Washington and Colorado serial rape cases

From Wikipedia, the free encyclopedia
Jump to navigation Jump to search

Between 2008 and 2011, a series of rapes in the suburbs around Seattle and Denver were perpetrated by Marc Patrick O'Leary,[1] an Army veteran who had previously been stationed near Tacoma.[2] Police did not believe the first victim, an 18-year-old woman known as Marie, who reported being raped at her home in Lynnwood, Washington.[3] Detectives' bullying and hounding of her, according to a later report,[1] led Marie to recant her statement, allowing her to be charged with making a false report of rape.[1][3] O'Leary went on to rape five more women in a similar manner, one in Washington and four in Colorado.[1]

O'Leary was arrested in Lakewood, Colorado in February 2011,[4] following 40 days of investigation by a team of detectives collaborating across several departments. The investigators used similarities in the attacker's methods, along with photos found on O'Leary's computer, to link O'Leary to the five rapes in both states.[1] He pleaded guilty to multiple counts of rape and was sentenced to the maximum 327½ years in prison in Colorado[1][3] and a total of 68½ years in Washington.[1][5] O'Leary is currently[when?] imprisoned in the Sterling Correctional Facility.[6][7][8]

Between 2008 and 2012, Lynnwood police labeled 21 percent of rape cases as "unfounded", five times the national average for similarly sized municipalities.[1] An outside review of Marie's case by the Snohomish County Sheriff’s Office found that she had been "coerced into admitting that she lied", and that the police had ignored strong evidence of the crime to focus on "minor inconsistencies" in her account.[1] As a result, Lynnwood police have since adopted new training methods for sexual assault investigations,[9] and must have "definitive proof" of lying before questioning a rape report.[3] Despite the critical review, no Lynnwood police officers were professionally disciplined.[1]

T. Christian Miller of ProPublica and Ken Armstrong of The Marshall Project were awarded the Pulitzer Prize for Explanatory Reporting[10] for their "examination and exposé of law enforcement's enduring failures" in the rape investigations.[11] Their work, titled "An Unbelievable Story of Rape", was used as the basis for an episode of This American Life, narrated in part by Armstrong,[10][12] and the Netflix series Unbelievable.[13][14]

See also[edit]


  1. ^ a b c d e f g h i j Miller, T. Christian; Armstrong, Ken (December 16, 2015). "An Unbelievable Story of Rape". ProPublica, The Marshall Project. Retrieved September 14, 2019.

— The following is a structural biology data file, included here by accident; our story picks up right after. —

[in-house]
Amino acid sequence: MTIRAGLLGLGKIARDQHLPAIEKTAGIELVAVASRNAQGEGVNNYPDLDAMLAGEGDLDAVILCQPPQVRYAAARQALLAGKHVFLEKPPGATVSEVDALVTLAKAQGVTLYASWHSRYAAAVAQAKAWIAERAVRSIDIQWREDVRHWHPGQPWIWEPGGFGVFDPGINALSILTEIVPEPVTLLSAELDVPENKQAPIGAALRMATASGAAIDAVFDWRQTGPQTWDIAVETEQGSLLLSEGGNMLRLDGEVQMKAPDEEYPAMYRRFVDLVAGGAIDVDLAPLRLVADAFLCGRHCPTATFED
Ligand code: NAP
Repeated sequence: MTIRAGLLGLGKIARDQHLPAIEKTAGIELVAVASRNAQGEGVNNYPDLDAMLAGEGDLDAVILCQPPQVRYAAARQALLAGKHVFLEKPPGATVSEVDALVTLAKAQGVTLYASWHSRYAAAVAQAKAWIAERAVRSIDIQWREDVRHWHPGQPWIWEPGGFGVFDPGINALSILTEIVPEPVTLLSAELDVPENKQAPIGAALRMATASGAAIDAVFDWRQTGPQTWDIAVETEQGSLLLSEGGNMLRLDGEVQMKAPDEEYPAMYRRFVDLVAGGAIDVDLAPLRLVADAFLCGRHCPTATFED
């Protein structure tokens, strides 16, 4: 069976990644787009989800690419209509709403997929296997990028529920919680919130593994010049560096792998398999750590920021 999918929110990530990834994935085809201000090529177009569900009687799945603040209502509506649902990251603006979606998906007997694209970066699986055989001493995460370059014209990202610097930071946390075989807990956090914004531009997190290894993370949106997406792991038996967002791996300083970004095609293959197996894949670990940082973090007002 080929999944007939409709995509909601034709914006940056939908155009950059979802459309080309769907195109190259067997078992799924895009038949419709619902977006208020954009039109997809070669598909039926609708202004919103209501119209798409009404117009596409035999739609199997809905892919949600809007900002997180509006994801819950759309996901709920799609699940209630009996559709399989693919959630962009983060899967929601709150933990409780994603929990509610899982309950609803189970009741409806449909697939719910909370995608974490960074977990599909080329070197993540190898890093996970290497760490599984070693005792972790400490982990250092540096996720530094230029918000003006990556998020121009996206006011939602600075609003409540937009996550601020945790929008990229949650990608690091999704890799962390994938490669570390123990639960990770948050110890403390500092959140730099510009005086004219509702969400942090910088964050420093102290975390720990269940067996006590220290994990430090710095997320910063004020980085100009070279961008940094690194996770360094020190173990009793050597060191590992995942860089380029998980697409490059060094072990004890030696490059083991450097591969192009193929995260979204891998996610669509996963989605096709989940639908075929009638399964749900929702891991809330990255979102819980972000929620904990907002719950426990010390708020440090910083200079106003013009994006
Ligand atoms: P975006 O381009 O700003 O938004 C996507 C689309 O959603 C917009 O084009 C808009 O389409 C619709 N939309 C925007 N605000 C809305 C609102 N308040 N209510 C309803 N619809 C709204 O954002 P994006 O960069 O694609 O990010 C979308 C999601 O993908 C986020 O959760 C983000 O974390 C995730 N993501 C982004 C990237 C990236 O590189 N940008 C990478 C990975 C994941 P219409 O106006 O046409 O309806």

2. ^ Burnett, Sara (September 14, 2011). "Rape suspect in custody in Colorado linked to case in Washington state". The Denver Post. Retrieved September 14, 2019. O'Leary was assigned to Joint Base Lewis-McChord, near Tacoma, Wash., from November 2006 to September 2009, according to military records.
  3. ^ a b c d Smith, Merril D., ed. (2018). "Stranger Rape". Encyclopedia of Rape and Sexual Violence, Volume 2. Santa Barbara, Calif.: ABC-CLIO. p. 440. ISBN 978-1-4408-4489-8.
  4. ^ Roberts, Michael (February 15, 2011). "Marc O'Leary, accused serial rapist, held on $5 million bond as cops search for more victims". Westword. Denver. Retrieved September 14, 2019.
  5. ^ Rodriguez, Carrie (June 11, 2012). "Serial rapist serving life sentence gets 40 more years for raping Kirkland woman". Kirkland Reporter. Retrieved September 14, 2019.
  6. ^ Dorwart, Laura (September 13, 2019). "How two detectives tracked down a serial rapist—After police didn't believe his first victim". Real Crime. Retrieved June 10, 2020.
  7. ^ Armstrong and Miller, Ken and T. Christian (December 28, 2015). "How we reported an unbelievable story of rape". The Marshall Project. Retrieved June 10, 2020.
  8. ^ Sorren, Martha (September 14, 2019). "The real rapist from Unbelievable won't be able to hurt another woman again". Retrieved June 10, 2020.
  9. ^ Bryan, Zachariah (September 27, 2019). "Lynnwood police chief reflects on 'Unbelievable' rape case". The Everett Herald. Retrieved September 29, 2019.
  10. ^ a b Bazelon, Emily (March 6, 2018). "The Lesson Here Is Listen to the Victim". The New York Times. Retrieved September 14, 2019.
  11. ^ "The 2016 Pulitzer Prize Winner in Explanatory Reporting". The Pulitzer Prizes, Columbia University. Retrieved July 19, 2019.
  12. ^ "Anatomy of Doubt". This American Life. February 26, 2016. Retrieved September 14, 2019.
  13. ^ Butler, Bethonie (September 17, 2019). "The true story behind 'Unbelievable,' Netflix's gripping new drama about the women who solved a serial rape case". The Washington Post – via ProQuest.
  14. ^ Armstrong, Ken; Miller, T. Christian (September 5, 2019). "Netflix Series Based on Our Work Explores Costs of Not Believing Rape Victims". ProPublica. Retrieved September 14, 2019.

Further reading[edit]